'Tis the season of arts shows and gift fairs, but an event this weekend raises money for Lightning Boy Foundation, a nonprofit that teaches hoop dance to Native kids and assists dancers with equipment, costumes and transportation to dance events and competitions. Winter blizzard coming with bolts of lightning in tow? No problem. That's a reminder of Valentino Rivera, the late son of former Pojoaque Pueblo Gov. George Rivera and Felicia Rosacker-Rivera—a kid who loved to dance and who died in 2016 following brain and spinal injuries from a car crash at the age of 8. Together with their friends and champion dancers Steve and Nakotah LaRance, the Riveras established the nonprofit to promote dance for youth and to honor their son. A fundraising weekend includes a public art show from noon to 8 pm Friday Nov. 29 and from 9 am to 5 pm Saturday Nov. 30 at La Fonda on the Plaza (100 E San Francisco St., 982-5511). SFR caught up with Felicia in her last-minute preparations.
What is it about hoop dance that is so attractive to children, and what do they get out of it?
I think it's challenging and I think it's a good way to be able to express who they are and their culture through dance because they can do all the formations. It's not just their body making the motions, they can also make formation with the hoops.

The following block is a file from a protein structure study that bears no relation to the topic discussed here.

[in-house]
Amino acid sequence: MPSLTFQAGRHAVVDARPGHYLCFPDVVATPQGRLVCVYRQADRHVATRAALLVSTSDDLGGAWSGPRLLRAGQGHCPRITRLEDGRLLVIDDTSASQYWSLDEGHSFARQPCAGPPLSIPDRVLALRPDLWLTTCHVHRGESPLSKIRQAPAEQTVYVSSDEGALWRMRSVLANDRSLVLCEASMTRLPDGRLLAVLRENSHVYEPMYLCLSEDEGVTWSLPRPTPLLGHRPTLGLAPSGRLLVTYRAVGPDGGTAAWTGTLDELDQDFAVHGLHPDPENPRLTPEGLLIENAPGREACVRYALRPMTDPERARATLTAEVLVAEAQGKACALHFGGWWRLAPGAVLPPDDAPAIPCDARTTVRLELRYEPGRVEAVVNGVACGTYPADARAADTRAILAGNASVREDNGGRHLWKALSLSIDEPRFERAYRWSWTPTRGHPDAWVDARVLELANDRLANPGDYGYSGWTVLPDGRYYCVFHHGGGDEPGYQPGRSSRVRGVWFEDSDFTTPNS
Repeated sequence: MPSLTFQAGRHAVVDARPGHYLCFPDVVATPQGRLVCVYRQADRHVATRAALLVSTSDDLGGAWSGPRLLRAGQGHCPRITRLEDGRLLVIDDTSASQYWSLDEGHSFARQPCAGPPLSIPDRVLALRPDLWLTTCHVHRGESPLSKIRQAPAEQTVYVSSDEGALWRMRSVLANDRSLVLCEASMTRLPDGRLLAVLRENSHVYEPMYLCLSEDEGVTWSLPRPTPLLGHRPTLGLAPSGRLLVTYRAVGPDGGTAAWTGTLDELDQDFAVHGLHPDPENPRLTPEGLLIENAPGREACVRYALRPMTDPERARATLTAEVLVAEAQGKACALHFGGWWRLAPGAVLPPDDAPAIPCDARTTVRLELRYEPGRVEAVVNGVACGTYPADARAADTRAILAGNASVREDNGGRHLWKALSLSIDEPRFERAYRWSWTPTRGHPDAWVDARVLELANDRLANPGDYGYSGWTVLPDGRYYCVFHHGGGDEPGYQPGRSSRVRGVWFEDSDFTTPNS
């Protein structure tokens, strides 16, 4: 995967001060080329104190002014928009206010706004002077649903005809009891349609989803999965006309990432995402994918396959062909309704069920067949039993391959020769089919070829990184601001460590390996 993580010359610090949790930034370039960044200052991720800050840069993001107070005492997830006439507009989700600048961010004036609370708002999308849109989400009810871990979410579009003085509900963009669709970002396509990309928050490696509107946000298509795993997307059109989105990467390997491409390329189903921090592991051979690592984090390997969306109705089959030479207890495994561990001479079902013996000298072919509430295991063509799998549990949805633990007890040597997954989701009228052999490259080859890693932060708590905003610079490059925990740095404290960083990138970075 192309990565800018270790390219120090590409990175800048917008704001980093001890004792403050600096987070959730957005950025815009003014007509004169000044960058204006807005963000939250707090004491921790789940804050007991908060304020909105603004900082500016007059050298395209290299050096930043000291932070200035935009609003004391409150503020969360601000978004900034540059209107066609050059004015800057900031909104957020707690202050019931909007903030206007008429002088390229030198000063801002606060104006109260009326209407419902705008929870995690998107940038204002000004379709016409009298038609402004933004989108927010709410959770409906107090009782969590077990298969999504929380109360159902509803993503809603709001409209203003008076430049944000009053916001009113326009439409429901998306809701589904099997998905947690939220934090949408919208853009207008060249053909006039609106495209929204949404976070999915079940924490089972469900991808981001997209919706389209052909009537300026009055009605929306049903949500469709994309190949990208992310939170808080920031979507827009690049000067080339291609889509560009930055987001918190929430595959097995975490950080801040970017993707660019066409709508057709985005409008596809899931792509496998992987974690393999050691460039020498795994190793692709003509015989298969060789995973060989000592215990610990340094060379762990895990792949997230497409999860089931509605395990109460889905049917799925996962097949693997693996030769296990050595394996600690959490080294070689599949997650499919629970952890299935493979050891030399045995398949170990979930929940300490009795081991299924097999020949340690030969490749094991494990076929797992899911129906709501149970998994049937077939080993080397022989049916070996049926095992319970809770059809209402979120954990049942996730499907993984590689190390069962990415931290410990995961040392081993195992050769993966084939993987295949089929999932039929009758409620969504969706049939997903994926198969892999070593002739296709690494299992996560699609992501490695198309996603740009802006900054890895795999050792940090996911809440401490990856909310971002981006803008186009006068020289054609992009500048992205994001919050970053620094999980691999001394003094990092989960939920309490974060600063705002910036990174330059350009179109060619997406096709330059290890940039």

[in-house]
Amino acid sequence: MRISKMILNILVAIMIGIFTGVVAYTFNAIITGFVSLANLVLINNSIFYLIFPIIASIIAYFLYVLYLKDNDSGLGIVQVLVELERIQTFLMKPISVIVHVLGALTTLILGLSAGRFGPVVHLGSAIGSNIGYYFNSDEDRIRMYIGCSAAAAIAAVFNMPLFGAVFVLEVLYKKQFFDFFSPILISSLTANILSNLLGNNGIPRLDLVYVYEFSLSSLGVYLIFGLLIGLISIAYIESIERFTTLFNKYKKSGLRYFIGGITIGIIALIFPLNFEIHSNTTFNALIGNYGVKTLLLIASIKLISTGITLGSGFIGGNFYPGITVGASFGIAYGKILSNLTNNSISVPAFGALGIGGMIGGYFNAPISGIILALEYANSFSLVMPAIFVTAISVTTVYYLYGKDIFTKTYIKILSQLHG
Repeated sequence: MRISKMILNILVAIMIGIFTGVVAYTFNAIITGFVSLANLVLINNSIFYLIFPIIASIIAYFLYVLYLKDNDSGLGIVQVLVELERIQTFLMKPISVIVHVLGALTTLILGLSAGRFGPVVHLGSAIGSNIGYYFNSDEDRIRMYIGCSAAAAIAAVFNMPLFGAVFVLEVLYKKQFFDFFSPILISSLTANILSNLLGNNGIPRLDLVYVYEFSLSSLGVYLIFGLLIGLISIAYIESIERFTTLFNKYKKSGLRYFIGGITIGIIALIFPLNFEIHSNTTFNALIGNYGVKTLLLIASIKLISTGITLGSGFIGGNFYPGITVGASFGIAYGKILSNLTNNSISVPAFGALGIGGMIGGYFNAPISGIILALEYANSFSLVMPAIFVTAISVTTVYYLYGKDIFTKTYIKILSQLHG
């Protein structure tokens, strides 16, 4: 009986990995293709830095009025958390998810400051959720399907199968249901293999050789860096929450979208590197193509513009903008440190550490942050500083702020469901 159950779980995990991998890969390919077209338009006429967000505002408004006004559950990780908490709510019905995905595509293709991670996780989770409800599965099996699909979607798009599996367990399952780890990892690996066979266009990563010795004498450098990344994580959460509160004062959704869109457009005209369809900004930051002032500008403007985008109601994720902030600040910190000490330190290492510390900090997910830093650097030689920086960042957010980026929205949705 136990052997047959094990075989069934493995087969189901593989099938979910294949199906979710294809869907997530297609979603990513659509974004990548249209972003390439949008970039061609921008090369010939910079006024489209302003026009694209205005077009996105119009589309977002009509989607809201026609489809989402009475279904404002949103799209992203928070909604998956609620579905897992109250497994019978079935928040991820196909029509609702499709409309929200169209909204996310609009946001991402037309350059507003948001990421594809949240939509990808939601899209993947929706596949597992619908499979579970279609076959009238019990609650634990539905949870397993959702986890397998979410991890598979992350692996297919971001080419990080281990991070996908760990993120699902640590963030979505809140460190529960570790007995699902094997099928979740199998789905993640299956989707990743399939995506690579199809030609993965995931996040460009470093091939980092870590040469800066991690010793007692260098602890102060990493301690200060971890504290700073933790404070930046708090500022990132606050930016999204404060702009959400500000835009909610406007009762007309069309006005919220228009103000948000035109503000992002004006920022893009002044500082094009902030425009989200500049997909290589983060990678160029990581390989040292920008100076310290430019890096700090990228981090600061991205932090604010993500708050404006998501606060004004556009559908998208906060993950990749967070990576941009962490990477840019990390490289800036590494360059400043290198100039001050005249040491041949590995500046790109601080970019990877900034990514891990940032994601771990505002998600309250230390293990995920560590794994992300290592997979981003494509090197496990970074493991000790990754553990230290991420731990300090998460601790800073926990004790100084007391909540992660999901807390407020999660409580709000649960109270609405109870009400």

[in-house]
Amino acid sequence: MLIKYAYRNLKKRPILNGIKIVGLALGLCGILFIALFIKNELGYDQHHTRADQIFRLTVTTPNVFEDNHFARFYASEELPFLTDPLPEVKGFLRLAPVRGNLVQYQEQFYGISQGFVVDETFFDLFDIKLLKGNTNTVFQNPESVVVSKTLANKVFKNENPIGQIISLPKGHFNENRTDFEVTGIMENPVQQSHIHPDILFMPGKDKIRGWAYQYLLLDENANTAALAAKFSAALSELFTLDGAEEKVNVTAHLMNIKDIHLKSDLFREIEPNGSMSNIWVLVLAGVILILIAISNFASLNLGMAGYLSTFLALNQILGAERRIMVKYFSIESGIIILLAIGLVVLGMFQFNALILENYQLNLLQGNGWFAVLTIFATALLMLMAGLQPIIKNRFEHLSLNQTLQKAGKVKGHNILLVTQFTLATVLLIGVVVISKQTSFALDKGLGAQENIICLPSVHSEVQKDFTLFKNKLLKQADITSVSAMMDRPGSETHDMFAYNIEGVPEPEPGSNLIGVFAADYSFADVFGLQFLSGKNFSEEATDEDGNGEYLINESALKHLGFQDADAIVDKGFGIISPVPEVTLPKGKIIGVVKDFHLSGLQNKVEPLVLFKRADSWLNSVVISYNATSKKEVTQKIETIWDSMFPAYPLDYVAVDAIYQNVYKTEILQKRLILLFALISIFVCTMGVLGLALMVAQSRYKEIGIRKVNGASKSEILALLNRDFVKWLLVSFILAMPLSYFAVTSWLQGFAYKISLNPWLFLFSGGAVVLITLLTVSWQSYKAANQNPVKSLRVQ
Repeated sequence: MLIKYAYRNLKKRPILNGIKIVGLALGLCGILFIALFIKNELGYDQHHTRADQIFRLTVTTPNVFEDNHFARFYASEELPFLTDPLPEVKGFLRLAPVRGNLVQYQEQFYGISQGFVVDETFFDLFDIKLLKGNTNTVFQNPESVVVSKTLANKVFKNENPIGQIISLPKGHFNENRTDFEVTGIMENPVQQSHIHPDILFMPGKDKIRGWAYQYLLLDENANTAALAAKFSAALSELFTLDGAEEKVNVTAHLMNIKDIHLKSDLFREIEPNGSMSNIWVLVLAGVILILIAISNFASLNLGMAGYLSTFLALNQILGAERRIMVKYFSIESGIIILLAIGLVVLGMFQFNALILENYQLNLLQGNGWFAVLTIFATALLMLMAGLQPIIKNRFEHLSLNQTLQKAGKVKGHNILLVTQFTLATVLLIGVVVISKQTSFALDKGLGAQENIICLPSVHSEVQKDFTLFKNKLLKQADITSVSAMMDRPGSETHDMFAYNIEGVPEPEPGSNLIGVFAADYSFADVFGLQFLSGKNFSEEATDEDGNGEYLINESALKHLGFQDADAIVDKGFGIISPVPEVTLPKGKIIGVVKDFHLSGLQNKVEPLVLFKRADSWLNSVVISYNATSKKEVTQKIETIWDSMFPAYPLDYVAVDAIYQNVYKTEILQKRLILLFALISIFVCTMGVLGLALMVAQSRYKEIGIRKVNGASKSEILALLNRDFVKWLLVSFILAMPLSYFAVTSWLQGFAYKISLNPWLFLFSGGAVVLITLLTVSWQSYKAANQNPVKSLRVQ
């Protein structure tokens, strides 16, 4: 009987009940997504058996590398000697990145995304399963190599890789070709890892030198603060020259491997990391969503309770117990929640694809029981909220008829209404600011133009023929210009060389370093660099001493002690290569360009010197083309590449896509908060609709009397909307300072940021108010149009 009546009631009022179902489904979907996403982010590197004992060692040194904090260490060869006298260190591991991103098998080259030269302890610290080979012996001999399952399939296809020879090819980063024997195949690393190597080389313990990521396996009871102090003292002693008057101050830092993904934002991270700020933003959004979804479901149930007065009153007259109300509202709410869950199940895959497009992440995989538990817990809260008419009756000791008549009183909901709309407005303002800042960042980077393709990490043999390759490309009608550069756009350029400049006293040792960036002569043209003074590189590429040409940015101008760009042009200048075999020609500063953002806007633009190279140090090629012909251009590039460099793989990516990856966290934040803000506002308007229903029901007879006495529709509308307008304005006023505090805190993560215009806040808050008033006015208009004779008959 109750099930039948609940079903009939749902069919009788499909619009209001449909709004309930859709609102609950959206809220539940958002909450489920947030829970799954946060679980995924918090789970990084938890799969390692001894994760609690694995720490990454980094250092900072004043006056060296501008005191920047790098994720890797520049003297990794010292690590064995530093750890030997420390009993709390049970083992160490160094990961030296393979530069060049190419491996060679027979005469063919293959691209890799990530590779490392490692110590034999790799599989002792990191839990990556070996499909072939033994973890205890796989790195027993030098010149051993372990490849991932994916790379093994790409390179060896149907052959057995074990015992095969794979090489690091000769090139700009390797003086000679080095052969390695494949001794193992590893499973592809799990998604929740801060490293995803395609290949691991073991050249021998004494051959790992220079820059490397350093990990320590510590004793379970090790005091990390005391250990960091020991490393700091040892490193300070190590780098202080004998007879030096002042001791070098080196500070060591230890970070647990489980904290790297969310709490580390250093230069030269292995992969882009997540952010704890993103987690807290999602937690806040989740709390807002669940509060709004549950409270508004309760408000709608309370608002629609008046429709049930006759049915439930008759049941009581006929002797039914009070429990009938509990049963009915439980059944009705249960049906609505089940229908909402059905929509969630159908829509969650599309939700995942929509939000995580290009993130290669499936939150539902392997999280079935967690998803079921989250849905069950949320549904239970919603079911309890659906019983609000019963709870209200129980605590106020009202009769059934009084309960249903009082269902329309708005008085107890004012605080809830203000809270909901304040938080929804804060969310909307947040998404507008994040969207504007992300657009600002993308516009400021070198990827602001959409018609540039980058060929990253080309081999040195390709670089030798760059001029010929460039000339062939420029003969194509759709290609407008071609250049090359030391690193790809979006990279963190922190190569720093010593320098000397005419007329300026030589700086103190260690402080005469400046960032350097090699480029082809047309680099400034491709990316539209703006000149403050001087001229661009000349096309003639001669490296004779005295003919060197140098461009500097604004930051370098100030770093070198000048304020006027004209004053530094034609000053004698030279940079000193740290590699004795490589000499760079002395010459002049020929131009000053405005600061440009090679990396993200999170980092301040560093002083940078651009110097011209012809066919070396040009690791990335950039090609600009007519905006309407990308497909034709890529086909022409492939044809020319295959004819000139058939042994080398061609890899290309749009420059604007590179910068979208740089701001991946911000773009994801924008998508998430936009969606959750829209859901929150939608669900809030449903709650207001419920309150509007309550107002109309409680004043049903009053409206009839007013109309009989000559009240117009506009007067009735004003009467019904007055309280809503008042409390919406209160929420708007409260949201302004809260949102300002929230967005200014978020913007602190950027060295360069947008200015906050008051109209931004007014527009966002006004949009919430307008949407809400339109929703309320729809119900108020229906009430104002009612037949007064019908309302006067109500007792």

Are programs just for Native kids?
The hoop dance portion is just for Native American kids and the biggest reason is it's traditionally a Native American ceremonial dance, so it varies from tribe to tribe of how they interpret that, but for the World Hoop Dance Championship, you have to be enrolled in a tribe to compete. A lot of them want to get there. That's one of the goals. They really like performing around New Mexico as well.
Is hoop dance experiencing a resurgence or are people in Santa Fe just lucky to see so much of it?
I think it's definitely in a resurgence here in Northern New Mexico and that resurgence has started with the LaRance family moving back to New Mexico and the initial hoop dance group that we started out at the pueblo, and then branching out into a hoop dance group that accepts students from any pueblo or tribe. I don't know that there were very many Native American hoop dancers at the competition from New Mexico or the pueblos until the LaRances came back and started teaching. It's the 30th year for the World Hoop Dance Championships. It was always there, but they have commented too at the Heard Museum in Phoenix that they are getting a huge amount of participation compared to the previous years.